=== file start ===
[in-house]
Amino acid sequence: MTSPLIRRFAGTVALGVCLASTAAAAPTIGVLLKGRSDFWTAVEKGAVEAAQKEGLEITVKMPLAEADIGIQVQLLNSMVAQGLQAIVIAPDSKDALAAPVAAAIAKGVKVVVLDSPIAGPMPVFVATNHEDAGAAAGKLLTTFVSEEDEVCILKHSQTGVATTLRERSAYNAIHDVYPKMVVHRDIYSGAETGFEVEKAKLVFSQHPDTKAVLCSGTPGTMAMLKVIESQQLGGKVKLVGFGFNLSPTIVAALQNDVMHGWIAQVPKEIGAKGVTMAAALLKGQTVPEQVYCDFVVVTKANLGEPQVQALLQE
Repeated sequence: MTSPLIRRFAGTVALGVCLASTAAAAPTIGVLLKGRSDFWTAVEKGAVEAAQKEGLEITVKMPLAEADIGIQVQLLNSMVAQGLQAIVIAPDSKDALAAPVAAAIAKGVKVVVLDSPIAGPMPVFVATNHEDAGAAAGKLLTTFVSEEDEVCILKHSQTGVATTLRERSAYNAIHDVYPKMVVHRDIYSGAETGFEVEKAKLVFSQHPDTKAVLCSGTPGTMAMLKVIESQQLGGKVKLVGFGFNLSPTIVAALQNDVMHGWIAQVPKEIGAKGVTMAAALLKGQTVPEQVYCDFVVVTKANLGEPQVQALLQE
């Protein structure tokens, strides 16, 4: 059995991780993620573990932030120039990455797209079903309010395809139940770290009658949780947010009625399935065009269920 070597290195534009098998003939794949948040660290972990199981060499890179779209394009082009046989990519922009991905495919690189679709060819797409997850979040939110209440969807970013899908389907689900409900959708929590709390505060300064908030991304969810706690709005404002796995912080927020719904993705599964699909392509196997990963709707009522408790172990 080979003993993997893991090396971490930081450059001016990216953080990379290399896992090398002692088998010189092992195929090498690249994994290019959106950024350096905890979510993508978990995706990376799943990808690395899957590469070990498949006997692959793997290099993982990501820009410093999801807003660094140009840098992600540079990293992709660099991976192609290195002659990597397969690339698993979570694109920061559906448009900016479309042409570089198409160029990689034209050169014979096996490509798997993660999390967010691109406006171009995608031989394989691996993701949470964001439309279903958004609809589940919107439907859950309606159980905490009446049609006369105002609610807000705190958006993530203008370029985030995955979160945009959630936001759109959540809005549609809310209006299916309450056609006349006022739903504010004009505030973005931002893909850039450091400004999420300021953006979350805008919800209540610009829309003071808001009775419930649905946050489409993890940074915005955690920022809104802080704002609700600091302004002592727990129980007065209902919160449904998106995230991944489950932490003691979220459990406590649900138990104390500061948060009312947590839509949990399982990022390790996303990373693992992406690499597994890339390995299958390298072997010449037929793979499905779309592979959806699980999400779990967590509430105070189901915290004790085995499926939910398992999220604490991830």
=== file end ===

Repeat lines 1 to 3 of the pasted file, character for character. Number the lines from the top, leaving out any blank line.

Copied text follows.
[in-house]
Amino acid sequence: MTSPLIRRFAGTVALGVCLASTAAAAPTIGVLLKGRSDFWTAVEKGAVEAAQKEGLEITVKMPLAEADIGIQVQLLNSMVAQGLQAIVIAPDSKDALAAPVAAAIAKGVKVVVLDSPIAGPMPVFVATNHEDAGAAAGKLLTTFVSEEDEVCILKHSQTGVATTLRERSAYNAIHDVYPKMVVHRDIYSGAETGFEVEKAKLVFSQHPDTKAVLCSGTPGTMAMLKVIESQQLGGKVKLVGFGFNLSPTIVAALQNDVMHGWIAQVPKEIGAKGVTMAAALLKGQTVPEQVYCDFVVVTKANLGEPQVQALLQE
Repeated sequence: MTSPLIRRFAGTVALGVCLASTAAAAPTIGVLLKGRSDFWTAVEKGAVEAAQKEGLEITVKMPLAEADIGIQVQLLNSMVAQGLQAIVIAPDSKDALAAPVAAAIAKGVKVVVLDSPIAGPMPVFVATNHEDAGAAAGKLLTTFVSEEDEVCILKHSQTGVATTLRERSAYNAIHDVYPKMVVHRDIYSGAETGFEVEKAKLVFSQHPDTKAVLCSGTPGTMAMLKVIESQQLGGKVKLVGFGFNLSPTIVAALQNDVMHGWIAQVPKEIGAKGVTMAAALLKGQTVPEQVYCDFVVVTKANLGEPQVQALLQE